Things Learned From This Week’s New Yorker
The Japan coverage from The New Yorker is particularly insightful and touching. Even if you’re seeing video footage in your sleep, Evan Osnos’ vivid descriptions of the wreckage present it anew, and his textual illustration might moved you more and impress you less than video will. Descriptions of bitter cold in some of Japan’s worst hit places were news to me. His story ends with insight from inside a popular alternative radio station where a youthful, sleepless staff illustrates some of the difficulty in working in media in Japan, a notoriously tight-lipped culture that is forever afraid of disrupting the remarkable calm and readiness its people have learned.
In another article, Kenzaburo Oe draws connections between four nuclear tragedies, which have acted as bench-marks in Japanese history. If Japanese history is reconsidered through the eyes of the victims of nuclear power, its threat, psychological as much as physical, cannot be overstated. The human side of a disaster-prone history adds insult to injury.
Haruki Murakami’s story “UFO in Kushiro” was originally published in 2001 and makes reference to the 1995 Kobe earthquake that inspired it. The story tracks familiar ground, involving a detached-but-successful man attempting sex with a stranger in a motel, or “love hotel,” as this translation has it. Still, it is a fitting pick for the issue for the way it deals with the causes and effects of tragedies, from earthquake to divorce. Through a series of events centered around the image of a mysterious package, Murakami shows internal and external worlds that run parallel, and occasionally, unexpectedly, meet. Signature Murakami moody imagery makes it worth the read.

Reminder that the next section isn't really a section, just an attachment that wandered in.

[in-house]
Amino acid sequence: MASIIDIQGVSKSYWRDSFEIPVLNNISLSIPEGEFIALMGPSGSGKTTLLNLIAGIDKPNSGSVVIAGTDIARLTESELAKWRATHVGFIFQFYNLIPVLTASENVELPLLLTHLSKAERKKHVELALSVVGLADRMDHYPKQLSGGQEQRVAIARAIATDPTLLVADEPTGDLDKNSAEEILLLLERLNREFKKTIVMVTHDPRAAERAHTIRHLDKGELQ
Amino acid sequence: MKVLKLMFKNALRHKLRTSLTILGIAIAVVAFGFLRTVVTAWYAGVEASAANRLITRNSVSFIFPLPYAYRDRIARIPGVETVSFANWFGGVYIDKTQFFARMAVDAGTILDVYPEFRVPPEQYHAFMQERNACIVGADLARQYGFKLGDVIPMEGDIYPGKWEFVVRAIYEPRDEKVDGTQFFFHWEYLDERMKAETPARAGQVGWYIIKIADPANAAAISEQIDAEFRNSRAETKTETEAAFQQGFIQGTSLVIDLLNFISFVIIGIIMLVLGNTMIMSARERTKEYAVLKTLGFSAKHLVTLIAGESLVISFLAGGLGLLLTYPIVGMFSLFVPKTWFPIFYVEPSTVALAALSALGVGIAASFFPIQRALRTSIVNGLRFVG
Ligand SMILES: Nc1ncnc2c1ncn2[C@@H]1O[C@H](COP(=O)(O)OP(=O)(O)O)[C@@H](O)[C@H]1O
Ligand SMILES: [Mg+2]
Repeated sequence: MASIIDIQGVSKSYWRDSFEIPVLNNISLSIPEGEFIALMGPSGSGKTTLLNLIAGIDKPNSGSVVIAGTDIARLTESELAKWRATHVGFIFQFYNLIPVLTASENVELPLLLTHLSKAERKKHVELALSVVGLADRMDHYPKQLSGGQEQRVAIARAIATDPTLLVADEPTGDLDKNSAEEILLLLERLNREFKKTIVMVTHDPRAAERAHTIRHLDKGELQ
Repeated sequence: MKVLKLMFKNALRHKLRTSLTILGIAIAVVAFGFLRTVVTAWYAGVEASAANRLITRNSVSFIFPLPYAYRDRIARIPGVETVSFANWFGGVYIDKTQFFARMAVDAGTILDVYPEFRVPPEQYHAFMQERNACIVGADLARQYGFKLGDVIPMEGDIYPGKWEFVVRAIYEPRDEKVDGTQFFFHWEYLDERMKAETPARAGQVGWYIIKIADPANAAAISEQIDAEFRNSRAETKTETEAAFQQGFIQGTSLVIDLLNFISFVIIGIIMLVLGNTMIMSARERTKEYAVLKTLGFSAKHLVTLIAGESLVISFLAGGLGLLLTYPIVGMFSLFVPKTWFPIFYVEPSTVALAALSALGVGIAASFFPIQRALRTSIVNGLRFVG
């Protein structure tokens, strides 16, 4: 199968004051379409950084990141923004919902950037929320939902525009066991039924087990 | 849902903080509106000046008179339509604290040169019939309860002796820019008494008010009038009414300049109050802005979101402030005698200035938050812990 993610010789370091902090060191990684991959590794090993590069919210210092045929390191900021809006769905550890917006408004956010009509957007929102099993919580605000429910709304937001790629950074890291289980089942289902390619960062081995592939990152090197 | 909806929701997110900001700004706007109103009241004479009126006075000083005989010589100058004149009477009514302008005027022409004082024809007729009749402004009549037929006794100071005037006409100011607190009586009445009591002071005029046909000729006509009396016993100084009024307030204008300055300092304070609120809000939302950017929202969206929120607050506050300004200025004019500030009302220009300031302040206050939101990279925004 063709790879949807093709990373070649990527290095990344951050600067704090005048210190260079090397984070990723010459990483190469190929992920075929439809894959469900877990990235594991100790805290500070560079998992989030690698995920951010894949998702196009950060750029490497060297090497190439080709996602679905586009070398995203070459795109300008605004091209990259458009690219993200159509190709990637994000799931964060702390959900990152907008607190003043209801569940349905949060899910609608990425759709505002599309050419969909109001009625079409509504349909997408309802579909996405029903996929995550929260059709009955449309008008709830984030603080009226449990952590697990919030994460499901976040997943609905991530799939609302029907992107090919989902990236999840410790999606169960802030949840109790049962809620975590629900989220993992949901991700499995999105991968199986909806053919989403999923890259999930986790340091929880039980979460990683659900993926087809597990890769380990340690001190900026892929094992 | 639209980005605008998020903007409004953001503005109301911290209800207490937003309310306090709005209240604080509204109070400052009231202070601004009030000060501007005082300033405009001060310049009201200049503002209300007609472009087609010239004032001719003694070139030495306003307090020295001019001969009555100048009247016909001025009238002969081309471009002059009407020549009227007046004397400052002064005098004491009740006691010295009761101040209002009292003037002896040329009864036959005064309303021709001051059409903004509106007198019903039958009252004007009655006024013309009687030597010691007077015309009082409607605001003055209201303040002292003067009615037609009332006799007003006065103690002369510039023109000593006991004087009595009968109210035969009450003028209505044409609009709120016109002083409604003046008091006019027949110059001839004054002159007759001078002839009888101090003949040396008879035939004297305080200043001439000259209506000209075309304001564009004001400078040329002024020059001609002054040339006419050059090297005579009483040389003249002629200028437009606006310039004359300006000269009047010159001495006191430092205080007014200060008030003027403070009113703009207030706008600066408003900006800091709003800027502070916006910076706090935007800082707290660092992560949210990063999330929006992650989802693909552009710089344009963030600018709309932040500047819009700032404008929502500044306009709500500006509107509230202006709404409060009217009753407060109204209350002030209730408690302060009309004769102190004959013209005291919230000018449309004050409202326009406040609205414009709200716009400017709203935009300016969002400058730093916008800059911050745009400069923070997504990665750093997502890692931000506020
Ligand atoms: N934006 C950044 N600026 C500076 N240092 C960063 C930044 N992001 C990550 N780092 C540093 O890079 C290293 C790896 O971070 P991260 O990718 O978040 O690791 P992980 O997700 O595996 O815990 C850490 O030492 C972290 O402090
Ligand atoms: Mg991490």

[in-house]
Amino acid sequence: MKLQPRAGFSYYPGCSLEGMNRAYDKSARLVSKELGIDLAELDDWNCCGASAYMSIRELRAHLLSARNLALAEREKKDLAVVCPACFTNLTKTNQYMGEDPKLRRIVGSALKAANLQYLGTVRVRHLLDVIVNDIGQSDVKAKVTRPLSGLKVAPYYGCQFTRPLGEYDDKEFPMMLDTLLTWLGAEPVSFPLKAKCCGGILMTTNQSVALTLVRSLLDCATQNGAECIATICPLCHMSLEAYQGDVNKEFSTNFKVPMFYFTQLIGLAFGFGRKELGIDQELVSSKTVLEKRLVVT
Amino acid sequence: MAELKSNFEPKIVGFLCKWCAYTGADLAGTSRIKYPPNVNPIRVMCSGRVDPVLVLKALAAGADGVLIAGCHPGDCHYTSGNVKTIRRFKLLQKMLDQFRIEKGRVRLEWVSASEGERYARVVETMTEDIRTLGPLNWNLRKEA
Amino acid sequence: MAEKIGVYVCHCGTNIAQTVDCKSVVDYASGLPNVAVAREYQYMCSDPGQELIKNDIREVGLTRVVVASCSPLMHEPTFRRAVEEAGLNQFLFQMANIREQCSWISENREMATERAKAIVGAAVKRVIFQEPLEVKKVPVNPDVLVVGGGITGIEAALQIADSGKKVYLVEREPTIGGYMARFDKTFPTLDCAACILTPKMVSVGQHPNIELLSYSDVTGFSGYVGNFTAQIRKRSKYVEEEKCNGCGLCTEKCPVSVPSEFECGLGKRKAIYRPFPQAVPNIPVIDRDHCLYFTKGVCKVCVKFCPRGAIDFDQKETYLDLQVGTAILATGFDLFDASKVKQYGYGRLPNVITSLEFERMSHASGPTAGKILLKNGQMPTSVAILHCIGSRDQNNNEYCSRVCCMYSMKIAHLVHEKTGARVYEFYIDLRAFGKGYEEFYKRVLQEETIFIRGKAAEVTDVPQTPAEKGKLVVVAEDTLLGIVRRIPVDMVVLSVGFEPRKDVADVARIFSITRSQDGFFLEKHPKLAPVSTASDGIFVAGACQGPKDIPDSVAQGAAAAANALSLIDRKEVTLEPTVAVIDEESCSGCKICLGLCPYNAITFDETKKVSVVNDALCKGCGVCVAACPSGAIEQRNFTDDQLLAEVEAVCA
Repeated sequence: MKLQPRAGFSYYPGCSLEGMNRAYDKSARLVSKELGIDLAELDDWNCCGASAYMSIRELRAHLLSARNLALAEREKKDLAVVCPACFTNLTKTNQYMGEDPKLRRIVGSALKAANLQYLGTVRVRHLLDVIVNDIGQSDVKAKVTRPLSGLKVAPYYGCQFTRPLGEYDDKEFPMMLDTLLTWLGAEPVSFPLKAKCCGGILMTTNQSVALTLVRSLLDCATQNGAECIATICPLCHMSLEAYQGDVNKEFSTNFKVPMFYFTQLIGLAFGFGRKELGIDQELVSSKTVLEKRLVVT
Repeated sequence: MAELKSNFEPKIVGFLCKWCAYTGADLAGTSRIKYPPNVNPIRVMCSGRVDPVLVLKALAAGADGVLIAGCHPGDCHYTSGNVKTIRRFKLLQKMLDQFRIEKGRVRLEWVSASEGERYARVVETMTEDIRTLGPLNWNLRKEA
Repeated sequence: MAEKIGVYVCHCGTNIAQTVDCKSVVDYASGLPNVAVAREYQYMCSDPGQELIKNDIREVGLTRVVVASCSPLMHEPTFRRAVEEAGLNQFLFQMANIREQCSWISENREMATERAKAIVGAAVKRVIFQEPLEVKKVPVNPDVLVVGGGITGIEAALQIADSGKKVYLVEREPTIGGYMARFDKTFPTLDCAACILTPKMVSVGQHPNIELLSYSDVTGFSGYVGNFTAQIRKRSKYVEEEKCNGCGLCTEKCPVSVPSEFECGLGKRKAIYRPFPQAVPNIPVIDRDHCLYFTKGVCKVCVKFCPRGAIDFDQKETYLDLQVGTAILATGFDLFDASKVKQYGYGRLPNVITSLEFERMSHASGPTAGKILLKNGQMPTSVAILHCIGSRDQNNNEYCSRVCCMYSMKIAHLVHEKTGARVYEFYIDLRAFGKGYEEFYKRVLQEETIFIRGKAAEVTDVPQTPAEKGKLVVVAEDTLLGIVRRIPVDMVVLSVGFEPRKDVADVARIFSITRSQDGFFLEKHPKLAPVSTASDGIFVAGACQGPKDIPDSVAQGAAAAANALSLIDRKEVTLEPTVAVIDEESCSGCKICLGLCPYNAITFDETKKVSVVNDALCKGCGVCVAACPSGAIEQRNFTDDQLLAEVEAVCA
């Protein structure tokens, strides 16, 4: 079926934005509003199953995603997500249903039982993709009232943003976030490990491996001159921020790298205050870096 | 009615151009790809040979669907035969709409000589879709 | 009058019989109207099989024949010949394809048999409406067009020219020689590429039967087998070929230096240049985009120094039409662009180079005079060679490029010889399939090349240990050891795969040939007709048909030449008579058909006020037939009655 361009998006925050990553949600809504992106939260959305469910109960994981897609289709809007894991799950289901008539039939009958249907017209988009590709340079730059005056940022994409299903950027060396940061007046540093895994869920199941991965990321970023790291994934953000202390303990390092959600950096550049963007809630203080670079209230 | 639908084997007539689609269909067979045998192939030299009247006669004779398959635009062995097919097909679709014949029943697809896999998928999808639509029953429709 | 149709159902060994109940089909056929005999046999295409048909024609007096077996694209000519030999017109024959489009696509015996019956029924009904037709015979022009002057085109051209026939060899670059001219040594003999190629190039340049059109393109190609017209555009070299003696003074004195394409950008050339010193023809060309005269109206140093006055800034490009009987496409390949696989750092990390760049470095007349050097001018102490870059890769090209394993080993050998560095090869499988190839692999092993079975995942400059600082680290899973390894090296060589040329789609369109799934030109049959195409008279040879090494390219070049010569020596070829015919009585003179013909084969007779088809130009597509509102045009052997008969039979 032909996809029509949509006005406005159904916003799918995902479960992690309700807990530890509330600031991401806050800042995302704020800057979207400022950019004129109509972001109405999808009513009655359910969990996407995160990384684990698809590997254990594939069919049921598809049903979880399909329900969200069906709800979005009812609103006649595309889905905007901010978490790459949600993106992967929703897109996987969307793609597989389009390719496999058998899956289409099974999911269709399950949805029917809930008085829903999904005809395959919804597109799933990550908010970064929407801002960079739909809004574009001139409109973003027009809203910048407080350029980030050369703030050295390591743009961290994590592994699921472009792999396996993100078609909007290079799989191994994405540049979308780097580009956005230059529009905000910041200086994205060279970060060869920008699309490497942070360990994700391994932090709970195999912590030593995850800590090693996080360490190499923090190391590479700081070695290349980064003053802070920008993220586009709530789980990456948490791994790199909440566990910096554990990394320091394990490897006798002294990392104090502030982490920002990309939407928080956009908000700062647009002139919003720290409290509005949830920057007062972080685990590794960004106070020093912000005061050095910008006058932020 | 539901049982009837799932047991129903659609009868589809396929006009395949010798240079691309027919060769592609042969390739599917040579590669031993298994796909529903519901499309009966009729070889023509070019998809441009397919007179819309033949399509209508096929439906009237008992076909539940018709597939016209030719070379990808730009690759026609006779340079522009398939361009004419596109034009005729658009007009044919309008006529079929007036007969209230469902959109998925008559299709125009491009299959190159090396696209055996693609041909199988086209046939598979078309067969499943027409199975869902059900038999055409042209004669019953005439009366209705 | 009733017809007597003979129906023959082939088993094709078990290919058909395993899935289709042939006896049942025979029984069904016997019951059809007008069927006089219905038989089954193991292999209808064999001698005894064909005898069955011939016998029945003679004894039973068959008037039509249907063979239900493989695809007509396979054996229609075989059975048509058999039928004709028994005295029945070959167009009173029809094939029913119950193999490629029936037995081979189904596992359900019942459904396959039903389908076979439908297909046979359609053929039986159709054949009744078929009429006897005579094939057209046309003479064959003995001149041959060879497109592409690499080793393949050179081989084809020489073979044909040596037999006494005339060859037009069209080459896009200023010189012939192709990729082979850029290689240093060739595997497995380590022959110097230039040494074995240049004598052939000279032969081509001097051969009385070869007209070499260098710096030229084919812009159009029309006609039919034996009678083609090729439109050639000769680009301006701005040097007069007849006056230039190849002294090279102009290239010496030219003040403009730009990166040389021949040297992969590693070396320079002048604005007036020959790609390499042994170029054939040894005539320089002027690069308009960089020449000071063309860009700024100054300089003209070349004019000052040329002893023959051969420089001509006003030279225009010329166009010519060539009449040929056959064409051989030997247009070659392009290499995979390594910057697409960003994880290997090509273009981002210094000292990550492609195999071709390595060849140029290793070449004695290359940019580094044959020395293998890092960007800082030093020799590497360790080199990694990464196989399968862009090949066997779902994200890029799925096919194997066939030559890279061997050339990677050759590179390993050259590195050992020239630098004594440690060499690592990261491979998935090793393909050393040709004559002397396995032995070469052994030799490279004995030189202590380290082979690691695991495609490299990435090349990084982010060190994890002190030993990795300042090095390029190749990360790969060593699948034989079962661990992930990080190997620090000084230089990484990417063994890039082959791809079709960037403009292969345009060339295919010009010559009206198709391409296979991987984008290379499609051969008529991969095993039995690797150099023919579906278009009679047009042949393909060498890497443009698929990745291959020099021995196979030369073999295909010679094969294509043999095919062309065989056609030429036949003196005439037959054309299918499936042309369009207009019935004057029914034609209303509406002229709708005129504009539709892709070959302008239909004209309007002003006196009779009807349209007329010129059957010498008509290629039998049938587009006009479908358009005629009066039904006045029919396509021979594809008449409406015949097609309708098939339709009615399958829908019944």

I also learned a lot from the style side of things. Of particular interest to me were the following:
From Lauren Collins:
I learned that Christian Louboutin is an avid horticulturist and the son of a pampering mother and absentee dad. He was raised in a working class part of Paris but moved into the home of an older friend at age 12.
In his twenties he was part of Paris’ partying it-crowd that called Le Palace, a legendary club in Paris’ Bastille neighborhood, which he calls “the center of the universe.” In those days, he was known for his flamboyant style and once lept out of a moving convertable into a German forest to prove a point in the middle of an argument with his good friend that started over “which of Ludwig’s castles was prettier.”
From Alexandra Jacobs:
I learned that the founder of Spanx is a blond, size six millionaire named Sara Blakley who comes off as a sharp businesswomen, if ill-fitting for the particular world of fashion to which the magazine’s “style focus” refers. In fact, the author seems to look down slightly on her subject for such offenses as over-using alliteration in her merchandise and not recognizing the designer Lazaro Hernandez in person.
Follow us on twitter@thefastertimes
- 1 Amanda Bynes’s Behavior Revealed to Be Elaborate PSA
- 2 Obama Horrified by the Grammar in Our Emails
- 3 Monster Fart Prompting Management to Rethink “Open Office”
- 4 NSA Demanded Access To Un-Filtered Instagram Photos
- 5 Dwayne ‘The Rock’ Johnson Ambushed By Alan ‘The Paper’ Rubinstein
- 6 ‘Licensed to Kim Jong Il’ Records 27th Straight Year Atop N. Korean Charts
- 7 ‘A/S/L’ Most Asked Question At Kaplan Online University Reunion
- 8 Vice Magazine Now Only Hiring Writers Who Fail Drug Test
- 9 Stanley Cup Final One Blowout Away From “Boston Massacre” Headline Outrage